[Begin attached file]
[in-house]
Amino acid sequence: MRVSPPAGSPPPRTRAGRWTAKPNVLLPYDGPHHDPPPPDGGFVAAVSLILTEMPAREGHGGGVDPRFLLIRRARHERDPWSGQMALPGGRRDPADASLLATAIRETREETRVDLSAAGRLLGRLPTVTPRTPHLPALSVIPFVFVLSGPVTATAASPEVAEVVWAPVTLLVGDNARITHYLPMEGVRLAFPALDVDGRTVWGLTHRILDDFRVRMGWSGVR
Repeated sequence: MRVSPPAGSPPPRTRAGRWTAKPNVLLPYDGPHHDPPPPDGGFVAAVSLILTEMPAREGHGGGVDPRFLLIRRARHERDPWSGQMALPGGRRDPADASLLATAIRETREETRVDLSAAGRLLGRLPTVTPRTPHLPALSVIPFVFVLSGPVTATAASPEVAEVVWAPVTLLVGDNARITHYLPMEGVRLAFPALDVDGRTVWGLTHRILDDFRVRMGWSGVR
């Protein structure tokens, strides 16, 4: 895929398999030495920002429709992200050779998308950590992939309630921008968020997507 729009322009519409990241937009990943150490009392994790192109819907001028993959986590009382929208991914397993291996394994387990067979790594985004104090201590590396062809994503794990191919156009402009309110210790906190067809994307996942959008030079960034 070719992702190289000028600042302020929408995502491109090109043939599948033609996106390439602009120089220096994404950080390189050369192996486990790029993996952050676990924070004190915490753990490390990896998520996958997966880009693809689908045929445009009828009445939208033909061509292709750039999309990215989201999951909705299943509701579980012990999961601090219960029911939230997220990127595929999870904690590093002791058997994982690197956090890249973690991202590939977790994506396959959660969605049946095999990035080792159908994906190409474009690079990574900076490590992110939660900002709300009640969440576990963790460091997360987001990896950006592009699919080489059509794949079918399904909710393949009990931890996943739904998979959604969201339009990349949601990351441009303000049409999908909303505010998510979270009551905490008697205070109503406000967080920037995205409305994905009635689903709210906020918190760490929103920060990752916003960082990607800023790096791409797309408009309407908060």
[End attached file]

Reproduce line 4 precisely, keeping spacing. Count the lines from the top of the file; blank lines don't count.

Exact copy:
């Protein structure tokens, strides 16, 4: 895929398999030495920002429709992200050779998308950590992939309630921008968020997507 729009322009519409990241937009990943150490009392994790192109819907001028993959986590009382929208991914397993291996394994387990067979790594985004104090201590590396062809994503794990191919156009402009309110210790906190067809994307996942959008030079960034 070719992702190289000028600042302020929408995502491109090109043939599948033609996106390439602009120089220096994404950080390189050369192996486990790029993996952050676990924070004190915490753990490390990896998520996958997966880009693809689908045929445009009828009445939208033909061509292709750039999309990215989201999951909705299943509701579980012990999961601090219960029911939230997220990127595929999870904690590093002791058997994982690197956090890249973690991202590939977790994506396959959660969605049946095999990035080792159908994906190409474009690079990574900076490590992110939660900002709300009640969440576990963790460091997360987001990896950006592009699919080489059509794949079918399904909710393949009990931890996943739904998979959604969201339009990349949601990351441009303000049409999908909303505010998510979270009551905490008697205070109503406000967080920037995205409305994905009635689903709210906020918190760490929103920060990752916003960082990607800023790096791409797309408009309407908060």